Legal Update 9 of 2017

Whether a letter of termination of employment could be held to be defamatory in nature.


Big Sdn Bhd & Anor v Ang Teck Wang [2017] 1 LNS 133 CA


  • Big Sdn Bhd [BIG] was a company involved in the food and beverage (“F&B”) industry. The 2nd defendant is the group CEO of BIG.
  • The plaintiff (Ang) commenced employment as the chief executive officer ("CEO") of BIG on February 2013. A formal contract of employment was however never finalized.
  • Sometime in 2014, a dispute arose as to Ang’s claim for reimbursement of a sum of RM600,000.00.
  • This sum was eventually approved and credited into Ang’s bank account.
  • Subsequently it was discovered that Ang was not entitled to this payment as the contractual criteria had not been fulfilled.
  • As a consequence, BIG issued a termination letter dated 24 June 2014 to Ang (the ‘letter’).
  • It was Ang’s case that this termination letter had tarnished his good name and reputation and that he had suffered loss and damage.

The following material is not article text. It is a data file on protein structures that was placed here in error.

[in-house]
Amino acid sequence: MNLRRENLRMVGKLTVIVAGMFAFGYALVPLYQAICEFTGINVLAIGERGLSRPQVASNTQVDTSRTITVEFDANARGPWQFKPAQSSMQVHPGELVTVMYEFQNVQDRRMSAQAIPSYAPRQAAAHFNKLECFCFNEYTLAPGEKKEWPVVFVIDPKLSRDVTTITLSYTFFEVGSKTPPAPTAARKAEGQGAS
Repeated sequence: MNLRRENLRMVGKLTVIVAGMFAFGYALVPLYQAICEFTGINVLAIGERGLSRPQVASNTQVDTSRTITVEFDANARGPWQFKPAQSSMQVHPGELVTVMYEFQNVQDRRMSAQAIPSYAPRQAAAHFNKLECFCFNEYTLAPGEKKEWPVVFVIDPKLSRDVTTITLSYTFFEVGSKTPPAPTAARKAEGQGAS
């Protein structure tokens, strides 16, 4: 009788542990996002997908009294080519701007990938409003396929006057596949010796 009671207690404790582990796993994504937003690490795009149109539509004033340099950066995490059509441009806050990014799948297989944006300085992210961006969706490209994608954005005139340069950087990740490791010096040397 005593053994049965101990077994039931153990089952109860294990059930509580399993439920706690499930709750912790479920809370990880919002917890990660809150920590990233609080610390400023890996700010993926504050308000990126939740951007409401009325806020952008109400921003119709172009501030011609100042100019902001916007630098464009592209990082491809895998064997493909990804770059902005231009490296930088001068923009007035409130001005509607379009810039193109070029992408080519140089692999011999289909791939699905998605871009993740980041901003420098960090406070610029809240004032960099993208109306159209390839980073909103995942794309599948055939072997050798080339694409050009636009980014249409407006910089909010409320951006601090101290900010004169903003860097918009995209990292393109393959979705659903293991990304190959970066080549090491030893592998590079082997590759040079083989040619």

• This action for defamation was then filed.
  • The High Court, finding in favour of Ang, held that the words used in the letter were defamatory in nature and were capable of exposing Ang to hatred, ridicule or contempt in the mind of a reasonable man and would tend to lower Ang in the estimation of right thinking members of society in general.
  • A memo on a projector wherein the letter was displayed was held to be a publication of the defamatory material.
  • Hence, the present appeal by BIG. 


DECISION: Appeal Allowed

To succeed in a defamation claim, Ang would need to prove three essential elements, which are-

  • The words complained of are defamatory;
  • The words complained of referring to Ang; and
  • The words complained of were published to a 3rd party.
  • It is agreed that the words complained of referred to Ang and were defamatory of him.
  • Allegations of fraud and dishonesty will certainly lower Ang in the estimation of right thinking members of society.
  • The focus of the Court of Appeal was to determine whether there had been a publication of the letter to a third party.
  • The contents of the letter were shown on a pull-down projector screen in the main meeting room as a memo to the board of BIG to inform them as to why Ang was no longer with them.
  • It was an internal meeting and as such there was no publication of the letter to a third party.
  • The letter was marked as private and confidential and was handed over personally by the letter writer, the 2nd defendant.
  • Given the circumstances, the Court finds in favor of BIG and held that the claim for defamation was dismissed. 


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